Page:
Edits:
Paragraph 1
...assuming you're going to end up *masking* the aliased components
Masking ≠ making

Paragraph 2
...or otherwise *generic* samples
Generic ≠ genetic

Stefan



On Sun, Jun 3, 2018, 19:41 Stefan Sullivan <stefan.sulli...@gmail.com>
wrote:

> You can still take a heuristic approach. You probably have some idea of
> the max modulation rate, right? I would just indiscriminately apply a
> low-pass filter at Nyquist/fastest rate of change (forgive my fast and
> loose math here). You can also relax that a little bit by taking a
> perceptual criteria (say -60dB or so assuming you're going to end up making
> the aliased components). You can further relax your constraints if you know
> anything about the frequency content of your samples. For example, if
> they're constructed to have a certain number of partials with a known
> rolloff than your highest frequency content may already be at, say -20dB.
> If your highest partial were my completely arbitrarily chosen -20dB and it
> didn't come very close to Nyquist and it shifted into a range where you
> know it's going to be completely masked at some level, you might get away
> with a pretty gentle (relatively) roll-off instead of the usual brick-wall
> criteria (cue comments from oversampling-philes).
>
> Knowing the frequency content may be a generous assumption depending on
> your application. Wavetables can be pretty well categorized, but if there's
> any user-provided or otherwise genetic samples it may not be very useful to
> you. Still, it's probably safe to assume that you don't have a 0dBFS
> partial right below Nyquist, and I'm guessing that your modulated delay
> line is probably not being applied to percussive samples.
>
> Actually now that I say that, I wouldn't be surprised if there's some
> papers about perceptual alias-free resampling of wavetables by Dattoro or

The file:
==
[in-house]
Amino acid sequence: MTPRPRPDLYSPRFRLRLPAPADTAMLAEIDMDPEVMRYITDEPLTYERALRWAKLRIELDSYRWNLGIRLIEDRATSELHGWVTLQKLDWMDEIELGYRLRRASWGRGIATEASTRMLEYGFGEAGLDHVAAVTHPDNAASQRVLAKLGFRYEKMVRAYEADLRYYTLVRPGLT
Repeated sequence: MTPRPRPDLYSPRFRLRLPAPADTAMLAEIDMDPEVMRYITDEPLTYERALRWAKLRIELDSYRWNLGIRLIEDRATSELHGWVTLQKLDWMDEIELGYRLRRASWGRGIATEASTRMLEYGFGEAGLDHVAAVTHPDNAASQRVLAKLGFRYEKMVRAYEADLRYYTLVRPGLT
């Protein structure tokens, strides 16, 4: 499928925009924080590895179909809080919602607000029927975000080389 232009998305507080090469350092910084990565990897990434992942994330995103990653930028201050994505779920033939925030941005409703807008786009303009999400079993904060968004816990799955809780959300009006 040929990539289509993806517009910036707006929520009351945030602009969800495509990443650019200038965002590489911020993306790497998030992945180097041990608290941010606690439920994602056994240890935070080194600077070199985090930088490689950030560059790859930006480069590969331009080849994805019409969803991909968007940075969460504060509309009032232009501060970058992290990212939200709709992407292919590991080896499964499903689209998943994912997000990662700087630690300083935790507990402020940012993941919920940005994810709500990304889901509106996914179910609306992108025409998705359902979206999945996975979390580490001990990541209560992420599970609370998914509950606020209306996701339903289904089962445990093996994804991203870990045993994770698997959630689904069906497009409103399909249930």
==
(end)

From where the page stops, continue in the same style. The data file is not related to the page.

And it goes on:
> Pirkle, or one of the other authors who like synthesis. Anybody on the list
> know some papers on the subject?
>
> Stefan
>
>
> On Fri, Jun 1, 2018, 12:04 Kevin Chi <s...@finecutbodies.com> wrote:
>
>> Thanks for your ideas, I'll look into those!
>>
>> It's actually just a digital delay effect or a sample playback system,
>> where I have a playhead that have to read samples from a buffer, but the
>> playhead
>> position can be modulated, so the output will be pitching up/down
>> depending on the
>> actual direction. It's realtime resampling of the original material
>> where if the playhead is
>> moving faster than the original sample rate, then the higher frequencies
>> will be folding back
>> at Nyquist. So before sampling I should apply an antialias filter to
>> prevent it, but as the rate of
>> the playback is always modulated, there is not an exact frequency where
>> I should apply the
>> lowpass filter, it's changing constantly.
>>
>> This is what I meant by comparing to resampling.
>>
>> --
>> Kevin
>>
>>
>> > Hello Kevin
>> >
>> > I am not convinced that your application totally compares to a
>> > continously changed sampling rate, but anyway:
>> >
>> > The maths stays the same, so you will have to respect Nyquist and take
>> > the artifacts of your AA filter as well as your signal processing into
>> > account. This means you might use a sampling rate significantly higher
>> > than the highest frequency to be represented correctly and this is the
>> > edge frequency of the stop band of your AA-filter.
>> >
>> > For a wave form generator in an industrial device, having similar
>> > demands, we are using something like DSD internally and perform a
>> > continous downsampling / filtering. According to the fully digital
>> > representation no further aliasing occurs. There is only the alias from
>> > the primary sampling process, held low because of the high input rate.
>> >
>> > What you can / must do is an internal upsampling, since I expect to
>> > operate with normal 192kHz/24Bit input (?)
>> >
>> > Regarding your concerns: It is a difference if you playback the stream
>> > with a multiple of the sampling frequency, especially with the same
>> > frequency, performing modulation mathematically or if you perform a
>> > slight variation of the output frequency, such as with an analog PLL
>> > with modulation taking the values from a FIFO. In the first case, there
>> > is a convolution with the filter behaviour of you processing, in the
>> > second case, there is also a spreading, according to the individual
>> > ratio to the new sampling frequency.
>> >
>> >   From the view of a musical application, case 2 is preferred, because
>> > any harmonics included in the stream , such as the wave table, can be
>> > preprocess, easier controlled and are a "musical" harmonic. In one of my
>> > synths I operate this way, that all primary frequencies come from a PLL
>> > buffered 2 stage DDS accesssing the wave table with 100% each so there
>> > are no gaps and jumps in the wave table as with classical DDS.
>> >
>> > j
>> >
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>>
>>
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